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We're interviewing to replace a current manager. After the meet and greet part I start by asking the interviewee to answer the following behavioral type questions with real world examples from their past. Tell me about a time when ... type questions. They nod as if they understand. They then proceed to say "I would do this, I could do that". I'm sorry. I'm asking how you handled a poor performance employee. Don't tell me you "would" talk to them about it first. Tell me what you ACTUALLY DID. I can only conclude that you've never been in this situation (unlikely) or totally botched it when you did and don't want to tell me. When I press again to give me a real example they continue with their would of should of story. Ug. So, none of the 3 so far will be getting the job!

The moral of the story is to come prepared to the interview and to answer the question with your own real world experiences. Is that so hard? Apparently so.

wendii's picture

Hi Skinny!

Do you tell them that they are behavioural questions and how to answer them? We send out a pack in advance of the interview telling people how to answer the questions (and yes, people still miss the point) but it does give me a chance to say, did you get the pack, and then I can go over things like I'd like to hear examples from previous experience, make sure you tell us what you did, not what the team did etc.

I find that helps me get what I want, more than if I don't remind them.

I hope that's helpful,

Wendii

tplummer's picture

I do tell them to use real world experiences in their answer. When they go off track I ask them to please give me an example when this happened and what you did in that instance. One of the mpartially got it by weaving "theory" in with some examples. But mostly speaking, people keep answering "I would" "I could" instead of "I did".

I hadn't thought of sending out some sort of prepackage to the interviewees. What do you put in there? Do you list sample questions? Or more the "rules" for the interview?

Tom

rthibode's picture

I use behaviour-based questions. I don't send out anything in advance. When I begin the interview, I tell them in simple terms what's going to happen. It sounds something like this:

"Most of my questions will begin with 'Tell me about a time when' or 'Tell me about a situation in which . . .' When you hear that type of question, I want you to tell me about a specific experience you were involved in. What I [u]don't[/u] want to hear is 'In general this is how I handle those types of situations' or 'Whenever that happens I tend to . . .' I know this sort of question may be new for you, but don't worry. If you start to give me an answer that's too general I'll just remind you that I need a specific example. If you don't have a related experience to draw on or can't think of one, just let me know and we'll move on to one of the back-up questions."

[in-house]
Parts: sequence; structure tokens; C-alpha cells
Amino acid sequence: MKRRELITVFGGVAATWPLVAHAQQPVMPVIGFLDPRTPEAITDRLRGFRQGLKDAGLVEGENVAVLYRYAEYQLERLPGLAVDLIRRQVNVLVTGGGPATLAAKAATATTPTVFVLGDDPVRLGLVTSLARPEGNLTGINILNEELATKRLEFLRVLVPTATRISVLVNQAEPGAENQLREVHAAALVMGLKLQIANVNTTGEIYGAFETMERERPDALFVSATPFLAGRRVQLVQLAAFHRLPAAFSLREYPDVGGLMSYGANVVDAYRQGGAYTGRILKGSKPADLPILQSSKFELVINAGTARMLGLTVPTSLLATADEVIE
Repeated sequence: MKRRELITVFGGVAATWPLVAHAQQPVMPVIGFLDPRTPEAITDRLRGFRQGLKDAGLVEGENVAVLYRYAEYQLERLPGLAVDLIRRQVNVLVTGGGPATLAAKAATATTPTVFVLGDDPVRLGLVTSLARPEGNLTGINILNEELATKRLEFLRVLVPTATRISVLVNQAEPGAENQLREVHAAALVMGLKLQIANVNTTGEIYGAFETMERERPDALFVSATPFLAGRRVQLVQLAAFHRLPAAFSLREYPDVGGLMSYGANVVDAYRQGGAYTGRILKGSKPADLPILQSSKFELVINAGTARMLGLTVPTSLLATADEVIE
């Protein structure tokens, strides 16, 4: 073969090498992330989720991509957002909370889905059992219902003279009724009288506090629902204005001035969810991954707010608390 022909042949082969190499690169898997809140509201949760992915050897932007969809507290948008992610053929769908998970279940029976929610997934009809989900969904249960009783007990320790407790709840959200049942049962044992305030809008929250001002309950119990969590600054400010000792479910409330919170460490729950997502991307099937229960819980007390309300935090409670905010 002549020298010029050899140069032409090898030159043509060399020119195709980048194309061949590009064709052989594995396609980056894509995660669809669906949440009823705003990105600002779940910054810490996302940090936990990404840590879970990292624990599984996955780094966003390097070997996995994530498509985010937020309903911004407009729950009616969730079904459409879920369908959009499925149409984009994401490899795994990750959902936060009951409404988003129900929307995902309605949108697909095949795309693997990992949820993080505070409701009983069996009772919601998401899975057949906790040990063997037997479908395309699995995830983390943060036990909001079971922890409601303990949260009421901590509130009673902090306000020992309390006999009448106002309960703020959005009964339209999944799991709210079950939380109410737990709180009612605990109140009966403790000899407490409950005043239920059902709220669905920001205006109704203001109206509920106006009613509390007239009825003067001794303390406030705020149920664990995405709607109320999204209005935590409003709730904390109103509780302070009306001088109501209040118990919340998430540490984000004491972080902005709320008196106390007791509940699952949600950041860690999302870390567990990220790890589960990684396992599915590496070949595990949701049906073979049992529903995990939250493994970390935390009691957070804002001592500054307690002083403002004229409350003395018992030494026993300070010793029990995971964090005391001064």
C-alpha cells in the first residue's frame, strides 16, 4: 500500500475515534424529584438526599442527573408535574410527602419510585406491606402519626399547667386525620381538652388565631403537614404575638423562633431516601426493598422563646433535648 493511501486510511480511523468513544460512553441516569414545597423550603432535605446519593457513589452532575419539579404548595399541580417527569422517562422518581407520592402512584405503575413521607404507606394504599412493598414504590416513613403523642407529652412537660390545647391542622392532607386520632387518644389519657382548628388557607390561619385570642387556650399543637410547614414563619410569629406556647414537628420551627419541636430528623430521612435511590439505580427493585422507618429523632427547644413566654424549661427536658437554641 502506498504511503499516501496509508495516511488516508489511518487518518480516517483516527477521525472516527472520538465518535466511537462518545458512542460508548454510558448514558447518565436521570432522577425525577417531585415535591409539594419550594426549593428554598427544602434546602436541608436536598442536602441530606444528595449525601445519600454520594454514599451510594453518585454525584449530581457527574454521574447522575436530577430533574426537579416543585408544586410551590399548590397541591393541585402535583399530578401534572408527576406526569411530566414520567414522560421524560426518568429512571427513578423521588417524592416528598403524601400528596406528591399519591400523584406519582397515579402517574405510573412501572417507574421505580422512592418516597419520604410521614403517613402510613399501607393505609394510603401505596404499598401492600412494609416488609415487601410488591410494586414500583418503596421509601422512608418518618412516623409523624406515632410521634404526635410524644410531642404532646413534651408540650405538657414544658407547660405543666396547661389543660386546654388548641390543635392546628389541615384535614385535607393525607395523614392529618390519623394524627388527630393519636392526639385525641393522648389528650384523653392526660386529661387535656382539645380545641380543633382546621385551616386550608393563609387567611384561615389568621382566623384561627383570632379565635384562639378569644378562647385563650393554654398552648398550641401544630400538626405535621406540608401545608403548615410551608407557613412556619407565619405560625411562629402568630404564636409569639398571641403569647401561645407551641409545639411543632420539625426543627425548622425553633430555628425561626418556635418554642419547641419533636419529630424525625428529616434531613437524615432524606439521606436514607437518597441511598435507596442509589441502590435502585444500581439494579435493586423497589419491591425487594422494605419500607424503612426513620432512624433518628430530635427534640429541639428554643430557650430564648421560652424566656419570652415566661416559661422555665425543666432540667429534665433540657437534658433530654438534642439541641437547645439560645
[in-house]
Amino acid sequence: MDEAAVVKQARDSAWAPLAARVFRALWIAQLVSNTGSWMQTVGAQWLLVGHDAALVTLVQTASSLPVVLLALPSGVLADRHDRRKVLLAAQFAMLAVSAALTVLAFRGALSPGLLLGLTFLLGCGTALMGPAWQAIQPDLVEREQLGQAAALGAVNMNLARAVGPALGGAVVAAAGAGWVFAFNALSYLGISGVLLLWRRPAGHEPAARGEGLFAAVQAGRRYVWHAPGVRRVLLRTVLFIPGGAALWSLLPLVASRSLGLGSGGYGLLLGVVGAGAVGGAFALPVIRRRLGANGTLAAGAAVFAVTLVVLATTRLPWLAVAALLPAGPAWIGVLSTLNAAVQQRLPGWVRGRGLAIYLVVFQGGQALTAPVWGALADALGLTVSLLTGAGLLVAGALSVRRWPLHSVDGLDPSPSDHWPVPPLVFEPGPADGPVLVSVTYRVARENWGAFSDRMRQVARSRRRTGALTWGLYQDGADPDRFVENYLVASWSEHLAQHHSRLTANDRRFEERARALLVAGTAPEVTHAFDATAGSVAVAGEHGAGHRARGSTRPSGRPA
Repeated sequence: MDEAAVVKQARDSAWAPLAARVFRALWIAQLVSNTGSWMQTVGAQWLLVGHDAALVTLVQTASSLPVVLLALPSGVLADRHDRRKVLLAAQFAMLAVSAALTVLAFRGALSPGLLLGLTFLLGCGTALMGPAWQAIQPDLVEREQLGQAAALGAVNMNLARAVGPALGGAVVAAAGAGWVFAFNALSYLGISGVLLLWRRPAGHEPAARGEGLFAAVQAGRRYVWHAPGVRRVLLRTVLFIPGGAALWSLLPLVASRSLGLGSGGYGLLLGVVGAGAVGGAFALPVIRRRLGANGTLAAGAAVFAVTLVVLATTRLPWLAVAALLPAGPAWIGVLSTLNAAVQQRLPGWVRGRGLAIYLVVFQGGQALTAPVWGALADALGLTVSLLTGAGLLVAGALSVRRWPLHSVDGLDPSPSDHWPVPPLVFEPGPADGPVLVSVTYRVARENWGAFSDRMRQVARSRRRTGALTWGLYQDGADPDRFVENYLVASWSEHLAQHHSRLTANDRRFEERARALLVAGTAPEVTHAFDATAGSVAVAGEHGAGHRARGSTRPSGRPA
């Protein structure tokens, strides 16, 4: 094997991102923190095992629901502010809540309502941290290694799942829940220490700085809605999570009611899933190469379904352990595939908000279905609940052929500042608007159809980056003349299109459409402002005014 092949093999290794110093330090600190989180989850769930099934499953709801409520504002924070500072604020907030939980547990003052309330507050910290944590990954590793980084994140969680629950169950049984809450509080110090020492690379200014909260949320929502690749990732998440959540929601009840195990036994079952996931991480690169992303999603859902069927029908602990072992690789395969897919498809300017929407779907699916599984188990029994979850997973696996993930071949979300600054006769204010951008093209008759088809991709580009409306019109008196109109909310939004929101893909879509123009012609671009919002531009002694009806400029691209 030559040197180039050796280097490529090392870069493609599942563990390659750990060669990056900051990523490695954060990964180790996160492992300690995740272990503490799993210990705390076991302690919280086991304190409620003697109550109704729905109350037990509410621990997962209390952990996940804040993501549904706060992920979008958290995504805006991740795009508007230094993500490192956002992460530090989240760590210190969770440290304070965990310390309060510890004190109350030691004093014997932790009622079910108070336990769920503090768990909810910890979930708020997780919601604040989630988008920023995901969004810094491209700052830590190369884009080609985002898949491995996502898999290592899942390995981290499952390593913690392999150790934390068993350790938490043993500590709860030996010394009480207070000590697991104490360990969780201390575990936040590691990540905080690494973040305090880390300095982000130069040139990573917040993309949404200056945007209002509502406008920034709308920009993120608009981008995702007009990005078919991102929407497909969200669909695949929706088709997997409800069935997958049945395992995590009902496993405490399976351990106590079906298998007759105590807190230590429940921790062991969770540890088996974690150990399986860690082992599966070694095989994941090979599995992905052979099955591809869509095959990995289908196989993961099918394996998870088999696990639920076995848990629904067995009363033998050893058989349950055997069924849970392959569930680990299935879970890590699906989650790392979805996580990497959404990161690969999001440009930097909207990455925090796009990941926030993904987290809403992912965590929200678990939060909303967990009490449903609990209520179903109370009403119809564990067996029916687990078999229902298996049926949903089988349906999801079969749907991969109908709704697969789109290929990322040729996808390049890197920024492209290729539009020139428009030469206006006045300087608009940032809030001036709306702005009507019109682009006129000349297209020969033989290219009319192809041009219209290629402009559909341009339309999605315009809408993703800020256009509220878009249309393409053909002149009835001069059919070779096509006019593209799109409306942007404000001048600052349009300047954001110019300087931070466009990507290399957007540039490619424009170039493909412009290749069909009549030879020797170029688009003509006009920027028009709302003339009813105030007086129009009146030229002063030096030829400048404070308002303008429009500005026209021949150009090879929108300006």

That explanation usually works on its own. For about 20% of candidates, I need to remind them once. For about 5%, no amount of reminding works, and they just can't deal with the format. I don't hire them. I need people who can think on their feet in high-pressure situations.

Good luck!

kklogic's picture

Don't you run the risk of hiring people who are good at interviewing, rather than those who would be good at the job?

rthibode's picture

[quote]Don't you run the risk of hiring people who are good at interviewing, rather than those who would be good at the job?
[/quote]

Yes, to some extent I guess this applies to any type of interview. In my case, the ability to think and speak clearly under pressure is a core job skill. Compared to the pressures they'll face in the job every day, my interviews are a breeze.

wendii's picture

Skinny,

sorry for the delay, I had to get to work in order to look at them again!

The guide has 5 sections:

*What is a competency based interview?
*What is a competency?
*How should you prepare for a competency based interview?
*What sort of questions might you be asked
*A list of our competencies and what they mean.

If you want me to send you a copy, pm me your email, I'm happy to.

I like Rachelle's intro - it's probably more clear than my waffle!

Wendii

Mark's picture

ACK! Competencies are AWFUL! They are an over-arching set of undifferentiated skills created by an HR consutling firm designed to have the same skill sets run from hiring to promotion and evaluations... and they RARELY work. HR says they're great, and they don't help managers with them, and then expect managers to hire to them without clearly explaining things.

NO, NO, NO!!!!

wendii's picture

Mark

Don't disagree with you - but it's mandated, I'm just doing the best I can!

Wendii

Mark's picture

Ah, ignore it.

Mark